Out of his spirit-fervour Mahomet’s triumph had been achieved. In the dim beginnings of his faith, when nothing but its conception of the indivisible godhead had been accomplished, he had brought to its altars only the quenchless fire of his inspiration. He had not dreamed at first of political supremacy, only the rapture of belief and the imperious desire to convert had made his foundation of a city and then an overlordship inevitable. But circumstances having forced a temporal dominance upon him, he became concerned for the ultimate triumph of his earthly power. Thereupon his dreams took upon themselves the colouring of external ambitions. Conversion might only be achieved by conquest, therefore his first thoughts turned to its attainment. And as soon as he looked upon Arabia with the eyes of a potential despot he saw Mecca the centre of his ceremonial, his parent city, hostile and unsubdued. Certainly from the time of the Kureisch failure to capture Medina he had set his deliberate aims towards its humiliation. With diplomacy, with caution, by cruelty, cajolements, threatenings, and slaughter he had made his position sufficiently stable to attack her. Now she lay at his feet, acknowledging him her master—Mecca, the headstone of Arabia, the inviolate city whose traditions spoke of her kinship with the heroes and prophets of an earlier world.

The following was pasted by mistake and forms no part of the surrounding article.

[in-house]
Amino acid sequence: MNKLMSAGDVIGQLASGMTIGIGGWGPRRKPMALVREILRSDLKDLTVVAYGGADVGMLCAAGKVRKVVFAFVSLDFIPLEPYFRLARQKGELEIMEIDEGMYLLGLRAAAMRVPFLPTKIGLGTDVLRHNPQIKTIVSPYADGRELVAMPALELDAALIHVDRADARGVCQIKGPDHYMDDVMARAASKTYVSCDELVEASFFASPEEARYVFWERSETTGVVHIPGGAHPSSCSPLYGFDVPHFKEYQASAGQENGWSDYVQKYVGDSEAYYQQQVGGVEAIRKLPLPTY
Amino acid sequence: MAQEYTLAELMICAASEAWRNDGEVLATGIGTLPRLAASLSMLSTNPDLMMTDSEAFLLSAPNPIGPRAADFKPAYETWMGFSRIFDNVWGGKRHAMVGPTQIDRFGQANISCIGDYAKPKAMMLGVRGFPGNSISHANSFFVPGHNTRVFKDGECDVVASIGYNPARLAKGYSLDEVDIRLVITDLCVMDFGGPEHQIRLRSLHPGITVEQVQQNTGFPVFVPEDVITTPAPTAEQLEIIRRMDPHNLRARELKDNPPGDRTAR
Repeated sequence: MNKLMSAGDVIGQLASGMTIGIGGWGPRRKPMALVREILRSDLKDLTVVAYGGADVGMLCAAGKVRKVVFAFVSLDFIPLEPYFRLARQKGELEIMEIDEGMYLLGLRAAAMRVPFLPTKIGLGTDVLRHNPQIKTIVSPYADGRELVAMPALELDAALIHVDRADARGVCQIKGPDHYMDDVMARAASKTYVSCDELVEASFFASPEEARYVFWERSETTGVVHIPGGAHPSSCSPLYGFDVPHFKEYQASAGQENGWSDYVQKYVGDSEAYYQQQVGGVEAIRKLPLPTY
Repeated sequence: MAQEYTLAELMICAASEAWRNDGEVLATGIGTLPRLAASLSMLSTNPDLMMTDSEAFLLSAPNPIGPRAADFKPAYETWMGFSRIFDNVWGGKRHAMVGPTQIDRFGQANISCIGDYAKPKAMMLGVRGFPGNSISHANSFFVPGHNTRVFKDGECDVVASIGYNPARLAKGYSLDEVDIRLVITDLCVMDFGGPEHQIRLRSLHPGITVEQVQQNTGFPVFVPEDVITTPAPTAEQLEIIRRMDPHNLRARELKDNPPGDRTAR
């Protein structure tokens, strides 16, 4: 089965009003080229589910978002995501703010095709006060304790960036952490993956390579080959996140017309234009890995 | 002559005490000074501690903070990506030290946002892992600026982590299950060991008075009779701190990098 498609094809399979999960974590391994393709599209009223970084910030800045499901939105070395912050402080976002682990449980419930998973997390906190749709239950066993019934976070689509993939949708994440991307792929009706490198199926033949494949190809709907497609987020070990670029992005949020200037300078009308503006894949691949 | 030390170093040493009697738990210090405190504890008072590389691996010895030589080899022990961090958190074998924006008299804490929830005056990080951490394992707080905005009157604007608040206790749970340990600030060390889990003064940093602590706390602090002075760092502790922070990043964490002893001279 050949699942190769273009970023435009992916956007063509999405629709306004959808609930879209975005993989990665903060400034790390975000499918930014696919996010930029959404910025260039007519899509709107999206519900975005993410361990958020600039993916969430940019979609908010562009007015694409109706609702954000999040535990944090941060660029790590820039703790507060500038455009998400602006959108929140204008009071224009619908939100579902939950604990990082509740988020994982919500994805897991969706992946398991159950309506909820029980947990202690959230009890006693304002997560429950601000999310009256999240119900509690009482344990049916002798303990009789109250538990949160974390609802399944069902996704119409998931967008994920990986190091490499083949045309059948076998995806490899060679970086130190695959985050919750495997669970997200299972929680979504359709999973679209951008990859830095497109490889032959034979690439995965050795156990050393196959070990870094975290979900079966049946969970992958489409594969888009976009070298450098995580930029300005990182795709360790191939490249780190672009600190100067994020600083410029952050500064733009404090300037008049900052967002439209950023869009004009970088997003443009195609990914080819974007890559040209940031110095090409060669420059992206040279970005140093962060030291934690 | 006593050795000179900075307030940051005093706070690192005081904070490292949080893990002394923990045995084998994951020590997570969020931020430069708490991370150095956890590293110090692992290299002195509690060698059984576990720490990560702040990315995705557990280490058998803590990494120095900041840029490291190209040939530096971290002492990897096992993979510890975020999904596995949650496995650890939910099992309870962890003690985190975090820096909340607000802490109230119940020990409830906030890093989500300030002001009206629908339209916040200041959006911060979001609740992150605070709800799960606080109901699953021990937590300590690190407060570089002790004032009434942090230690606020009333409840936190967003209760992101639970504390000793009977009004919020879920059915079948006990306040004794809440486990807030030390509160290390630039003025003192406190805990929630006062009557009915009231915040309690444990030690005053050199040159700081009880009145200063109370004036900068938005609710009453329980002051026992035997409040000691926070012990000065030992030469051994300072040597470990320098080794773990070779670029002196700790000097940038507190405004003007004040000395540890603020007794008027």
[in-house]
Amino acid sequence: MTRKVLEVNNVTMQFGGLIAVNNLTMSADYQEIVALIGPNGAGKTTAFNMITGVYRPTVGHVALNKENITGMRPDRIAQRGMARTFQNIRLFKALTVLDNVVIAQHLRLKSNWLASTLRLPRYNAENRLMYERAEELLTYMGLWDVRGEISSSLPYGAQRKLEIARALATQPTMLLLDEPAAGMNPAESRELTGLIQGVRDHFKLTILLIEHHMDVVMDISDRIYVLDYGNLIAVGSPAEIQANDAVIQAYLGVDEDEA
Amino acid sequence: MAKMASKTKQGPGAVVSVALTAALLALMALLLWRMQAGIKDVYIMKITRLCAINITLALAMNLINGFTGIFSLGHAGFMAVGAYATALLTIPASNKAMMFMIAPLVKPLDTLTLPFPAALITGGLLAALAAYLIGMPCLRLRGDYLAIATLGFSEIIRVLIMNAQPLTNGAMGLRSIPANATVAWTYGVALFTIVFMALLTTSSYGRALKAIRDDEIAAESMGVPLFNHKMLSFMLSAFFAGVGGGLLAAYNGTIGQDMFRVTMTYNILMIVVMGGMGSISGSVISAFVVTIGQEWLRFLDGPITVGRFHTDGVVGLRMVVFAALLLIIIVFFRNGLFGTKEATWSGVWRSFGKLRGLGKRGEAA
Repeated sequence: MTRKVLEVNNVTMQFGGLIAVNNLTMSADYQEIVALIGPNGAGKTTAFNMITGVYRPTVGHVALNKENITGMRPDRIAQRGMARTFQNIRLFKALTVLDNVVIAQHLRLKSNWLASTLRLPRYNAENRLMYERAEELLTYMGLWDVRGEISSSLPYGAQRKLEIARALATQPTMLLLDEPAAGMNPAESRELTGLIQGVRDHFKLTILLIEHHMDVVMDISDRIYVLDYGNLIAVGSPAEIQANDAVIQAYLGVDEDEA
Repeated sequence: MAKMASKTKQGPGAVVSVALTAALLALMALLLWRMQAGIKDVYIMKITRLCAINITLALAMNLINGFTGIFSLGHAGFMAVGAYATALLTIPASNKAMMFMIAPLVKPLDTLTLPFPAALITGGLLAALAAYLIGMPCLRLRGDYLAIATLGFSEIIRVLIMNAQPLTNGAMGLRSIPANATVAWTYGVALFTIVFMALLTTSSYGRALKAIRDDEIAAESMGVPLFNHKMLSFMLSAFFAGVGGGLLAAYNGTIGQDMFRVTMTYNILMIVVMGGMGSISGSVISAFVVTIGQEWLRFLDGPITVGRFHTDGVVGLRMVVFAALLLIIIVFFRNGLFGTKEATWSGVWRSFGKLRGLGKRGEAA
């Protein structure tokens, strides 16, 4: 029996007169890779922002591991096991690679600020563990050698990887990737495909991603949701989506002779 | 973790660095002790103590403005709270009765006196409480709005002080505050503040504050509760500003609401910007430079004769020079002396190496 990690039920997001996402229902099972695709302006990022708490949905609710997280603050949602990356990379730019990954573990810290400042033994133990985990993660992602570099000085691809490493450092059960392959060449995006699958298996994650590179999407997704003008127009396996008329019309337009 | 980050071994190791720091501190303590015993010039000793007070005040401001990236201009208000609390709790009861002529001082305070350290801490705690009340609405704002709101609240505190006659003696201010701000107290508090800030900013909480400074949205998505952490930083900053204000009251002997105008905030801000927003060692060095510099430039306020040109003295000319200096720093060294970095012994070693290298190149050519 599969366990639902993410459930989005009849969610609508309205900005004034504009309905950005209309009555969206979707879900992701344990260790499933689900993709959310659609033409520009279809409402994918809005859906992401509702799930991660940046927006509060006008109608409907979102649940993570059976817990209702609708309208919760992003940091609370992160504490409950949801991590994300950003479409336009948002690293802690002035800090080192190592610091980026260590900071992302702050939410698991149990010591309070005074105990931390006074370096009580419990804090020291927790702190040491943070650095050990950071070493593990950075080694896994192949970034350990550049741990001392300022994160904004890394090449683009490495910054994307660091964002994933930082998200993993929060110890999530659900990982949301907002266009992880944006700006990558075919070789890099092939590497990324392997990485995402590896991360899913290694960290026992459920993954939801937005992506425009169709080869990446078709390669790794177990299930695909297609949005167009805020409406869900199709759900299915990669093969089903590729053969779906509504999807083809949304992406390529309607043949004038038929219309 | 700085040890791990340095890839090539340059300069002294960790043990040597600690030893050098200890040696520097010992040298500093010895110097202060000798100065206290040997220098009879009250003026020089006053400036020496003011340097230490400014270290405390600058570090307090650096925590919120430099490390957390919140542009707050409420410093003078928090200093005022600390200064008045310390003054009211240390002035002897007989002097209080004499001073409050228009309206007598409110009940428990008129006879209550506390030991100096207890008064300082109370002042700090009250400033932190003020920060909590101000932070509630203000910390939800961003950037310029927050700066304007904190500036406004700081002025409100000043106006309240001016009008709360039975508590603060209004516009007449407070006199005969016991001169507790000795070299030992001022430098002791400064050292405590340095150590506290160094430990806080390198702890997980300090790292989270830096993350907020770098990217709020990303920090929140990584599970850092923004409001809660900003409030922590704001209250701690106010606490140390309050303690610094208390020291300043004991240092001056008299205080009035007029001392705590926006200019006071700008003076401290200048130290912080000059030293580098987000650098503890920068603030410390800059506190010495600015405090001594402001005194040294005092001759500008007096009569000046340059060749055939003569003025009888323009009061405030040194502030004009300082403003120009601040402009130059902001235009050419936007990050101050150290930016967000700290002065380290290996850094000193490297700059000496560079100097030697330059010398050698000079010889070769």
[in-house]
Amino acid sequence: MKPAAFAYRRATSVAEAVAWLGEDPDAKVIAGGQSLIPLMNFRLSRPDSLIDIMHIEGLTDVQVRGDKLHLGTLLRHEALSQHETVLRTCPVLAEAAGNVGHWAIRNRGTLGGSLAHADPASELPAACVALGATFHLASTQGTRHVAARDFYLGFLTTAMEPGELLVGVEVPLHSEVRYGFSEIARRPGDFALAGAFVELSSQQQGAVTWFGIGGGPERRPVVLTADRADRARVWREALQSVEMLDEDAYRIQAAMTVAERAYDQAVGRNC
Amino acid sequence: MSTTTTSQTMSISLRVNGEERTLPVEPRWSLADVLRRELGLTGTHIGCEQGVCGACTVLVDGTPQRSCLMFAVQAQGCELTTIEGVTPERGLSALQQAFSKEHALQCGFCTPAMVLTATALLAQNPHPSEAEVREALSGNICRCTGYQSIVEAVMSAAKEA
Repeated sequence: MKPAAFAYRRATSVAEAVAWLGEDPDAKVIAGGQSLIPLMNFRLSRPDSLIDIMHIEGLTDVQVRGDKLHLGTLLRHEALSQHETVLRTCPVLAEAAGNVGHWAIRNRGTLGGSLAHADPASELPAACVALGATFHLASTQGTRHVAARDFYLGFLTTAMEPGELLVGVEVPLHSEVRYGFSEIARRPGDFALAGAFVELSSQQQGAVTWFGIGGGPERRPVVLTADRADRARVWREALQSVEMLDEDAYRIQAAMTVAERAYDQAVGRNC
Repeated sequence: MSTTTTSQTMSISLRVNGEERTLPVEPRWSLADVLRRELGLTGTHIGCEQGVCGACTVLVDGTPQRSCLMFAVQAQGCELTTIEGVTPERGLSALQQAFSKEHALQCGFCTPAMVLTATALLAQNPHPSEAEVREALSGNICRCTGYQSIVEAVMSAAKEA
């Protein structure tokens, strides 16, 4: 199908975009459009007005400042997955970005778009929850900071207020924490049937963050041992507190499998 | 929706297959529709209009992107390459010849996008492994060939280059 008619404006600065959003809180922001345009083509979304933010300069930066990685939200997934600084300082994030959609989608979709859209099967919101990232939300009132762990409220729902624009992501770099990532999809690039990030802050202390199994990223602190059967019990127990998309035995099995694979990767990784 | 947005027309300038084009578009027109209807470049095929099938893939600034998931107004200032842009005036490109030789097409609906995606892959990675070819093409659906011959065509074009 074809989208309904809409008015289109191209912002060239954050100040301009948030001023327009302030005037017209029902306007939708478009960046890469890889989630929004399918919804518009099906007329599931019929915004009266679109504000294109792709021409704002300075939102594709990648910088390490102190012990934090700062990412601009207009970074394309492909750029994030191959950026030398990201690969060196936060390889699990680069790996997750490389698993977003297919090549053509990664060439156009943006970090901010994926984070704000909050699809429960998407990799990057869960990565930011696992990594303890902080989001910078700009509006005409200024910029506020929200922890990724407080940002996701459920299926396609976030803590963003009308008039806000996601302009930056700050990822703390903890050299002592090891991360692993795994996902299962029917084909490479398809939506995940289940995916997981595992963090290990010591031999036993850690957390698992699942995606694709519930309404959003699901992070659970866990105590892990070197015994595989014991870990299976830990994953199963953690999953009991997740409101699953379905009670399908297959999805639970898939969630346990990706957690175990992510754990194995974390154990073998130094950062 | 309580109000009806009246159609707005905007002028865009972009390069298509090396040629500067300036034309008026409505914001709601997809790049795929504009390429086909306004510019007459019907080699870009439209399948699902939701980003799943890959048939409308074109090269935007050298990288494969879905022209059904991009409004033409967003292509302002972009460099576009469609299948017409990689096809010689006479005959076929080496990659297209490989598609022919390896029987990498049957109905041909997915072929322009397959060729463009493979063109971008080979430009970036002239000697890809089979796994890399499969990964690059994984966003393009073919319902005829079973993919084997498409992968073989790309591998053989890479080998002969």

Henceforward the command of Arabia was but a question of time. With Mecca subdued his anxiety for the fate of his creed was at an end. As far as the mastery of the surrounding country was concerned, all that was needed was vigilance and promptitude. These two qualities he possessed in fullest measure, and he had efficient soldiery, informed with a devoted enthusiasm, to supplement his diplomacy. He was still to encounter resistance, even defeat, but none that could endanger the final success of his cause within Arabia. Full of exaltation he settled the affairs of his now subject city, altered its usages to conform to his own, and conciliated its members by clemency and goodwill.
The conquest of Mecca marks a new period in the history of Islam, a period which places it perpetually among the ruling factors of the East, and removes it for ever from the condition of a diffident minor state struggling with equally powerful neighbours. Islam is now the master power in Arabia, mightier than the Kureisch, than the Bedouin tribes or any idolaters, soon to fare beyond the confines of its peninsula to impose its rigid code and resistless enthusiasm upon the peoples dwelling both to the east and west of its narrow cradle.